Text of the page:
Opinion No. 1991-098

James C. Scott

Attorney General of Arkansas — Opinion
Opinion Delivered May 6, 1991

WINSTON BRYANT, Attorney General

The Honorable James C. Scott State Senator #1 Scott Drive Warren, Arkansas 72671

Dear Senator Scott:

This is in response to your request for an opinion on the following question:

Is it legal for a county within the State of Arkansas to grant a short-term interest-free loan to the county’s Rural Development Authority until the Authority can issue bonds to repay the loan?

Although there appear to be no Arkansas cases directly on point, it is my opinion that Article 16, § 1 of the Arkansas Constitution may prohibit such action. That section provides in pertinent part that:

Neither the State nor any city, county, town or other municipality in this State shall ever lend its credit for any purpose whatever. . . .

The situation presented by your question involves the loaning, by a county, of money to another public entity. Rural Development Authorities are authorized by A.C.A. § 14-88-101 et seq. They are created in each county and may not transact any business or exercise any authority unless the county court declares the need for such an authority. A.C.A. § 14-188-104(a). The authorities are created, however, as separate public bodies corporate and politic. A.C.A. § 14-188-104(a)(1). They are specifically authorized to borrow money under A.C.A. § 14-188-109(2)(A).

Article 16, § 1 of our constitution does not make a distinction between the loaning of credit to public verses private entities. It prohibits counties from loaning their credit for “any purpose whatever.” At least one court has stated that similar language covers even loans or expenditures for public purposes. IdahoFalls Consolidated Hospitals, Inc. v. Bingham County Board ofCounty Commissioners, 102 Idaho 838, 642 P.2d 553 (1982). In fact, Article 12, § 5 of the Arkansas Constitution contains a separate provision which prohibits the lending of credit to private corporations.

Unfortunatley, there are no Arkansas cases addressing this particular situation. Most of the cases under Article 16, § 1 involve the issuance of bonds. The only analogous case from another jurisdiction which we have found is Fairfax CountyIndustrial Development Authority v. Conyer, 207 Va. 351, 150 S.E.2d 87 (1966). In that case, the county industrial development authority sued for mandamus to compel the county finance director to pay $10,000 appropriated by the county to the authority to cover initial costs of acquiring land and other preliminary expenses for construction of buildings that would ultimately be leased to a private corporation. The authority had mentioned in a separate document that it intended to reimburse the county after the sale of bonds. The court held that Virginia’s “credit clause,” which stated that “[n]either the credit of the State, nor any county . . . shall be, directly or indirectly, under any device or pretense whatsoever, granted to or in aid of any person, association or corporation,” was not violated because the authority served a “public purpose.” This constitutional provision, however, is more akin to our Article 12, § 5 than it is to Article 16, § 1, which does not speak in terms of corporations, associations, or individuals. Article 16, § 1 prohibits the loaning of credit for any purpose whatever.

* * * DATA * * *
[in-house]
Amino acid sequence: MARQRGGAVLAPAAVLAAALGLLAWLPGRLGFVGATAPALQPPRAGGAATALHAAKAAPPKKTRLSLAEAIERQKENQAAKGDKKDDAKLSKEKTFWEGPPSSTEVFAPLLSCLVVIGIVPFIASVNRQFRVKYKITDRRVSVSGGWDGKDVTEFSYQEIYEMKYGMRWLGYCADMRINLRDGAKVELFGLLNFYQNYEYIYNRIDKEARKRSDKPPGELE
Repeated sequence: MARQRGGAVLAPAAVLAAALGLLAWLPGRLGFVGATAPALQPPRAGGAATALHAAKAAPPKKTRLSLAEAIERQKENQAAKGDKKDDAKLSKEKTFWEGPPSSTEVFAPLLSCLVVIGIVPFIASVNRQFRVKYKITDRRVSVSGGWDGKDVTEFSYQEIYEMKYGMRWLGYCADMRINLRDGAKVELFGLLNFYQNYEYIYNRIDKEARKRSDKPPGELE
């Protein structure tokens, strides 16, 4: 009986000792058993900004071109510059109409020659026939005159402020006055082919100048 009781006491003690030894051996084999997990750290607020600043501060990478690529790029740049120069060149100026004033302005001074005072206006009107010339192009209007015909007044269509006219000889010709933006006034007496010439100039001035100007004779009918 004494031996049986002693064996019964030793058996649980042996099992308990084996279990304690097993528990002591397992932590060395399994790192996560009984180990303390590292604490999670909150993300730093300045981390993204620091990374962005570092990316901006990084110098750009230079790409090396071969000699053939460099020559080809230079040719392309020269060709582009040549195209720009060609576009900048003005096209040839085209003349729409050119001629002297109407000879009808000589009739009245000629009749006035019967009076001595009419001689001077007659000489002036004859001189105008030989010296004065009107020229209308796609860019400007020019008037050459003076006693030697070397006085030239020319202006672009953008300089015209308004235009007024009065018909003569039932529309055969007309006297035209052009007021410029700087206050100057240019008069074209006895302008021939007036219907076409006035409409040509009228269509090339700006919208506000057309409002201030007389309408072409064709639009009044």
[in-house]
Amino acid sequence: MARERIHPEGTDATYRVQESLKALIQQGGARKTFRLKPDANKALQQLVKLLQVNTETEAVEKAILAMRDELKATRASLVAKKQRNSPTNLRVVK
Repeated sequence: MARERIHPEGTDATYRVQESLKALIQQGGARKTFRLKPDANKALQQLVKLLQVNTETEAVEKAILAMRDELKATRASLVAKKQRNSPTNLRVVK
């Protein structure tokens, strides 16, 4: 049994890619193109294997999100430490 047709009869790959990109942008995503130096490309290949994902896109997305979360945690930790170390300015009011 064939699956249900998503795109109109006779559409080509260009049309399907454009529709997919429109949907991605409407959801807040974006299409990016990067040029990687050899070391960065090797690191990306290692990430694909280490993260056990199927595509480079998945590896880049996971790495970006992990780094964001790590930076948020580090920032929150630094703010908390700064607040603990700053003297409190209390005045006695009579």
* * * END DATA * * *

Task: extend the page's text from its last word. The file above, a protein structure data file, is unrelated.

Therefore, we must conclude that there is a plausible constitutional challenge which might be mounted against the county loaning the Rural Development Authority any funds.

We should note, however, that the prohibition of Article 16, § 1 extends, for our purposes, only to the extending of credit; it does not prohibit the outright granting of funds. It appears that this action may be contemplated by the statutes which provide that “it is a proper public purpose for any state body [including counties] to aid . . . any rural development authority operating within its boundaries or jurisdiction. . . .” A.C.A. § 14-188-102
(3). That same subchapter also provides that counties may “do all things necessary or convenient to aid and cooperate in the planning, undertaking, construction, or operation of [rural development] projects.” A.C.A. § 14-188-120 (5). We have noted in the past that outright donations to public entities may not be covered by the prohibitions of Art. 12, § 5, which appear to apply only to private entities. See, e.g. Att’y Gen. Op. No. 91-082.

The foregoing opinion, which I hereby approve, was prepared by Assistant Attorney General Elana L. Cunningham.


WINSTON BRYANT Attorney General